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Among the candidates for the 22nd general election, 32% are ex-convicts… Coalition for Economic Justice: “Property verification was poor, political party should apologize”

Activists from the Citizens’ Coalition for Economic Justice (CID) are presenting the results of an analysis of assets and criminal records of candidates for the 22nd general election at the Coalition for Economic Justice auditorium in Jongno-gu, Seoul on the 28th. 2024.3.28/News1 ⓒ News1

As the 22nd National Assembly election campaign began across the country on the 28th, criticism was raised that ‘the verification of the morality of each party’s candidates is inadequate.’ One in three candidates was found to have a criminal record, and not only were there candidates whose process of forming assets such as real estate and stocks was uncertain, but there were also cases where additional real estate was purchased while an active member of the National Assembly, putting the political party on the chopping block for poor verification.

According to the ’22nd General Election Candidate Criminal Record and Asset Analysis Press Conference’ held at the Citizens’ Coalition for Economic Justice Auditorium at 10:30 am on this day, 305 of the 952 candidates who closed candidate registration on the 22nd had criminal records. It turns out that there is.

Excluding past social movement-related crimes, the candidate with the most criminal records was candidate Jang Dong-ho (Boryeong, South Chungcheong Province, independent), who recorded 11 cases of embezzlement, drunk driving, and unlicensed driving. This was followed by candidates Yang Jeong-moo (Jeonju, Jeonbuk, People Power Party) and Lee Ki-nam (Proportion, Hisitag People’s Policy Party), with 9 cases each.

The average per-person assets reported by candidates, including real estate, securities, and virtual assets, were calculated to be 2.44 billion won.

Looking at each political party, the parties with the most assets were the People Power Party and People’s Future with 4.56 billion won, the Democratic Party of Korea and the United Democratic Party of Korea with 1.85 billion won, and the New Reform Party with 1.35 billion won.

Looking at the candidates individually, △ Candidate Kim Bok-deok (Bucheon, Gyeonggi Province, People Power Party) 144.67 billion won △ Candidate Ahn Cheol-soo (Seongnam, Gyeonggi Province, People Power Party) 140.14 billion won △ Candidate Park Deok-heum (Boeun, North Chungcheong Province, People Power Party) 56.28 billion won It recorded 10,000 won.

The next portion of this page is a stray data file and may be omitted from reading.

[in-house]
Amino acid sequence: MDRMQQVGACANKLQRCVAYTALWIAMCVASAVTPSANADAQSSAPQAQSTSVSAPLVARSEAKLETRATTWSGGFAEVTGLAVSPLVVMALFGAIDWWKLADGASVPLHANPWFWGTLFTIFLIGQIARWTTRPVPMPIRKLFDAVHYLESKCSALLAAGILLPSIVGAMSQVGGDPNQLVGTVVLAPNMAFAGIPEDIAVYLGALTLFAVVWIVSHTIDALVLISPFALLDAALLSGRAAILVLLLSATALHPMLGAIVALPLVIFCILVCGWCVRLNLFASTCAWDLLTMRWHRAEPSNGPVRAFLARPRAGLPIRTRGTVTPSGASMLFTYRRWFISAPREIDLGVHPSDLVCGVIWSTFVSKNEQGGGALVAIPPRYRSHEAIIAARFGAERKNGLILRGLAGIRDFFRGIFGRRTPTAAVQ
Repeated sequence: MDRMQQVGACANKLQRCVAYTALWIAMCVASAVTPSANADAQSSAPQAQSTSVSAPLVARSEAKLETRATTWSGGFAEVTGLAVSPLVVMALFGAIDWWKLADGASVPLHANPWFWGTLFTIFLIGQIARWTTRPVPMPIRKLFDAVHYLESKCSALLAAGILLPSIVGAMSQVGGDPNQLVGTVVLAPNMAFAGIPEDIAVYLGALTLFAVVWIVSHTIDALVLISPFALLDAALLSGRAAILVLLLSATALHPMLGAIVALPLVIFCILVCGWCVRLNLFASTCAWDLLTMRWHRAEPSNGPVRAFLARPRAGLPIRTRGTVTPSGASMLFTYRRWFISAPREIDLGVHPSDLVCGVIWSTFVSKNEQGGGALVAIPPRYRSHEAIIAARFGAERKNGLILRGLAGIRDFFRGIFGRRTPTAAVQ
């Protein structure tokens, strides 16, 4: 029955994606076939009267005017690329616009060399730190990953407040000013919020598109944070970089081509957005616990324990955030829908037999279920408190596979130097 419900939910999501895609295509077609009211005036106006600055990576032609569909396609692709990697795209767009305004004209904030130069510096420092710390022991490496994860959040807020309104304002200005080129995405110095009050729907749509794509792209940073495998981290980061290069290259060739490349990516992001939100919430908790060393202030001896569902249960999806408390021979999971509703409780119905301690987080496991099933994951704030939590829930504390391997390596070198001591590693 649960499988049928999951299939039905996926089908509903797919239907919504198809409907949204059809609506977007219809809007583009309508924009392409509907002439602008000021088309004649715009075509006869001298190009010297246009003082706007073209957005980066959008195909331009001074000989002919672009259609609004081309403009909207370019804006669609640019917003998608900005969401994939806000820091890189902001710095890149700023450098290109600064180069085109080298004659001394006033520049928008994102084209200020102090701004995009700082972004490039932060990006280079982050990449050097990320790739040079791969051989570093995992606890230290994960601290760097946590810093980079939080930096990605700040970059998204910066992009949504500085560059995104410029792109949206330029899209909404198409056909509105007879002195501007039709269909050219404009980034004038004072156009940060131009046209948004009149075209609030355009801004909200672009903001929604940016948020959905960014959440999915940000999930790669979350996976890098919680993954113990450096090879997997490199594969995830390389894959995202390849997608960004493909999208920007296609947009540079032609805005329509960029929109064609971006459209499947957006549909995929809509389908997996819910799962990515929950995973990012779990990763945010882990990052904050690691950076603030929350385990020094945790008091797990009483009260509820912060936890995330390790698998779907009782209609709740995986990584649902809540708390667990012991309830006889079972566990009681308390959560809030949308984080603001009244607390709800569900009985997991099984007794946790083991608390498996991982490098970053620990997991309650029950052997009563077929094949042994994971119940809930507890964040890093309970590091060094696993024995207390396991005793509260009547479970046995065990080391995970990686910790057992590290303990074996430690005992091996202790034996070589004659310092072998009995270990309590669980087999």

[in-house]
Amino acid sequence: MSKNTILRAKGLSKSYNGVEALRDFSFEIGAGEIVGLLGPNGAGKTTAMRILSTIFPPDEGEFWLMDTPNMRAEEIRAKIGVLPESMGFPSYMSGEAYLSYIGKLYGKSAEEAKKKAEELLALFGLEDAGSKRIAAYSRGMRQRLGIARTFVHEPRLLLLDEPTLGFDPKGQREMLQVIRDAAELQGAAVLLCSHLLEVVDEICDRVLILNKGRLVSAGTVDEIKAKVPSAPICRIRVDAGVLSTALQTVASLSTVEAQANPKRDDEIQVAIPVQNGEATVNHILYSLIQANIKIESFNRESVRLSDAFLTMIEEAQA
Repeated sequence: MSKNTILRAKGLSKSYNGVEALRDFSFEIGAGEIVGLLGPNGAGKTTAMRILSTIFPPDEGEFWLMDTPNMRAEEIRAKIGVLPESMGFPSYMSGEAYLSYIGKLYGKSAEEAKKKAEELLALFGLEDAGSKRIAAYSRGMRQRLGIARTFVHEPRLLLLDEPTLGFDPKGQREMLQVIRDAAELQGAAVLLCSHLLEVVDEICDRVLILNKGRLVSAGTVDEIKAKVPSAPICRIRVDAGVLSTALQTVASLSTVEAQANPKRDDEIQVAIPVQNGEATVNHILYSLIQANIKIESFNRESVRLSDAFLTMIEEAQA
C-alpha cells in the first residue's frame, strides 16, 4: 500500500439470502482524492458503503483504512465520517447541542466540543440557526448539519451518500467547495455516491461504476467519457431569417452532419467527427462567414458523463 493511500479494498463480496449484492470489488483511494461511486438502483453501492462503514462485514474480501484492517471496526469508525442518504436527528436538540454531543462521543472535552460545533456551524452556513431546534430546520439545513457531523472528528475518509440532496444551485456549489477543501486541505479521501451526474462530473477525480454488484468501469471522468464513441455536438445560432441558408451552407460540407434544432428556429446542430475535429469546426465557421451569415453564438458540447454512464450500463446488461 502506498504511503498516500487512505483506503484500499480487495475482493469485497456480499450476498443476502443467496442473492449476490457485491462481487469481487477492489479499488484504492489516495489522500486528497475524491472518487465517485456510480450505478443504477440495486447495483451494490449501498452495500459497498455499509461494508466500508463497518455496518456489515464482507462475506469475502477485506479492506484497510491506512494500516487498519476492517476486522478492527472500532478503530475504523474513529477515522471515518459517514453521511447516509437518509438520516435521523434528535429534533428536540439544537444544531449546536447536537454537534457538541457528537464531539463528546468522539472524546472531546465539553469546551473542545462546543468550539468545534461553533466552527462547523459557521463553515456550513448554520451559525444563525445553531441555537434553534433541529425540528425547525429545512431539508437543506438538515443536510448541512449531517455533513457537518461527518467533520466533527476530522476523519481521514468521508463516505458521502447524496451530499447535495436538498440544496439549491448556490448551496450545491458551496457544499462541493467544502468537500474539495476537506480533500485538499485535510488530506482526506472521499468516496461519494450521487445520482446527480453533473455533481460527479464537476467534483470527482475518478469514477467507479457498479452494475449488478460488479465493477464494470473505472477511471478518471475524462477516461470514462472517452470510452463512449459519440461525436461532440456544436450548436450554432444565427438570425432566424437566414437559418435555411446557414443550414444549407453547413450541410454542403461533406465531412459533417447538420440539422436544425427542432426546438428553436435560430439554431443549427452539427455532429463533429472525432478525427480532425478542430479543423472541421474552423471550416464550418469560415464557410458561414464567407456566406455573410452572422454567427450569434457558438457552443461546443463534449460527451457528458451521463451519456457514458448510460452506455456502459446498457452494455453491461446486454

In particular, when looking only at real estate assets, candidate Park Jeong (Paju, Gyeonggi Province, Democratic Party of Korea), who owns 40.97 billion won, attracted attention. Regarding this, the Citizens’ Coalition for Economic Justice criticized, “We purchased additional real estate during the legislative activity period and put it on the list of lawmakers requesting verification at the last press conference, but it was not filtered out.”

The Coalition for Economic Justice called for improvements, saying that each political party’s verification of candidates’ criminal records and property holdings was insufficient. They agreed that political parties have an obligation to thoroughly verify the qualifications of candidates because it is difficult for voters to review all information about individual candidates.

Kwon Oh-in, director of the Citizens’ Coalition for Economic Justice’s voter campaign headquarters, said, “It is not a problem simply to have a lot of assets, but we must consider whether conflicts of interest will arise in the course of future legislative activities, such as whether assets were formed through speculation or fraud and tax payment obligations,” and added, “However, the people’s “It is questionable whether the process of wealth creation has been thoroughly explained, let alone speculation on candidates seeking to become representatives,” he said.

Director Kwon continued, “Major political parties should strengthen the criteria for exclusion from nominations in the future and remove exception provisions,” and “In particular, the National Election Commission is actually aiding and abetting suspicions of reporting false assets because the investigation of false assets is an arbitrary provision under the Public Official Ethics Act.” and criticized.

(Seoul = News 1)

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